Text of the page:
“Let’s Put on a Show!”—Natalie Wexler’s Satirical Novel
Tackles the Drama Behind a Mother-Daughter Production

“I want to make it clear that the book is fiction,” Natalie Wexler states at the beginning of our interview. Well, yes, but like all those Law & Order episodes that are “ripped from the headlines,” Wexler’s very funny novel is loosely based on her experience at Washington D.C.‘s elite Sidwell Friends. Any parent who has ever volunteered at a private school will connect with the happenings in Wexler’s book, The Mother Daughter Show. You know the drill: that initial spirit of cooperation soon deteriorates into a battle of egos. Tempers flare, friendships are strained, and the fallout threatens to spill over onto the children. The fictional musical, unlike the real one, ends in disaster, but friends forgive and forget, and the students enjoy the sometimes unplanned entertainment. Wexler, however, had more on her mind than just poking fun at private school parents; she wanted to explore mother-daughter relationships. On that score she succeeds admirably, portraying the generational conflicts that are inevitable yet surmountable with the right effort.

Sidwell Friends boasts many famous alumni and Sasha and Malia Obama now attend the school. Wexler tweaks the presidential family in her book, making President Miyama the first Asian president and giving him one daughter, Marina, who attends the fictional Barton Friends. “There is a fictional first family in the book but really not the Obamas any more than the other characters are anyone real,” said Wexler. “What I really wanted to capture was the excitement of the school having the president’s daughter go there and everyone hoping that maybe the president and the first lady would show up at some school function, which they never did, certainly not the year I was there.”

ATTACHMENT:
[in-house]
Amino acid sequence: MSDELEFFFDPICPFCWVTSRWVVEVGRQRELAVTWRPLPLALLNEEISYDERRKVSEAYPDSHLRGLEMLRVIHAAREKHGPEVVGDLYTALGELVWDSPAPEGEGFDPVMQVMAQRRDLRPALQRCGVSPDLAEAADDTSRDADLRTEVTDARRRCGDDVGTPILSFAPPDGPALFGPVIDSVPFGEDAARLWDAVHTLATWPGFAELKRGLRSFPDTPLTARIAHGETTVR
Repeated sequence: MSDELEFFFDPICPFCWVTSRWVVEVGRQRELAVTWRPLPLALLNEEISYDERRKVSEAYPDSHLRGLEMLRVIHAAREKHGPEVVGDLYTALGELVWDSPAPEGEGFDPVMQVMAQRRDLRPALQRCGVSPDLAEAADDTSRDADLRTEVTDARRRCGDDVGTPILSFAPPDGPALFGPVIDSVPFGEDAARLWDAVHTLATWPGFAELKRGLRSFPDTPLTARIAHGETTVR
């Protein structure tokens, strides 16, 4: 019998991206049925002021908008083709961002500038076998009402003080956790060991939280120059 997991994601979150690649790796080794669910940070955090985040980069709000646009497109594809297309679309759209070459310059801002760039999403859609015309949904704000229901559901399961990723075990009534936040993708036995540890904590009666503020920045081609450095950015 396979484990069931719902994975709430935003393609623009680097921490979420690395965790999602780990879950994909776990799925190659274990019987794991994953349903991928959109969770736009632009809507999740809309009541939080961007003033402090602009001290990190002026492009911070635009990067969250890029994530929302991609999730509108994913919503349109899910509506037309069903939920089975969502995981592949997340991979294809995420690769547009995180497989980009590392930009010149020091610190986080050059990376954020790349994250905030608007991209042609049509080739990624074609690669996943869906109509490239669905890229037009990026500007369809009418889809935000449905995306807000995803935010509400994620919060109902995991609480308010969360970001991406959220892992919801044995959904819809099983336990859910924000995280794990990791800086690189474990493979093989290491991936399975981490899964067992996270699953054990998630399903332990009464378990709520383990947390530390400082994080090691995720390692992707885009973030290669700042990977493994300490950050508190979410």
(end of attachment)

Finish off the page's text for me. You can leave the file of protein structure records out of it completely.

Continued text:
Wexler’s son and daughter graduated from Sidwell Friends. “I had heard about this mother-daughter show before my daughter’s senior year and I knew that in some years, maybe most years, there were problems that arose, conflicts between the mothers,” she said. Although Wexler was wary about assuming a leadership role with the musical revue, she also had a hard time saying no and found herself not only on the show’s committee, but also writing some of the songs. “I could tell pretty quickly after I got involved that there were going to be some problems,” she said. “Then I realized that maybe this could be an inspiration for a comic novel. So I started writing it while we were still planning the show.”

Once The Mother-Daughter Show was published, opinion among the Sidwell Friends population was divided, particularly after the annual show was discontinued. “Some people gave me the credit or blame for that, depending on their point of view,” said Wexler. “But the school administration assured me that the decision had nothing to do with my book and I believe them.” Other factors may have helped to do away with the school’s 60-year tradition for putting on the show. There are now more women working outside the home, giving those parents less time to devote to writing and rehearsing the musical. “The show started out as very modest, maybe someone would get up and sing a song, and every year it got more elaborate,” with a professional choreographer and hours of rehearsal, said Wexler. “Sidwell is a Quaker school and one of its values is simplicity and [the show] had become the antithesis of simplicity.”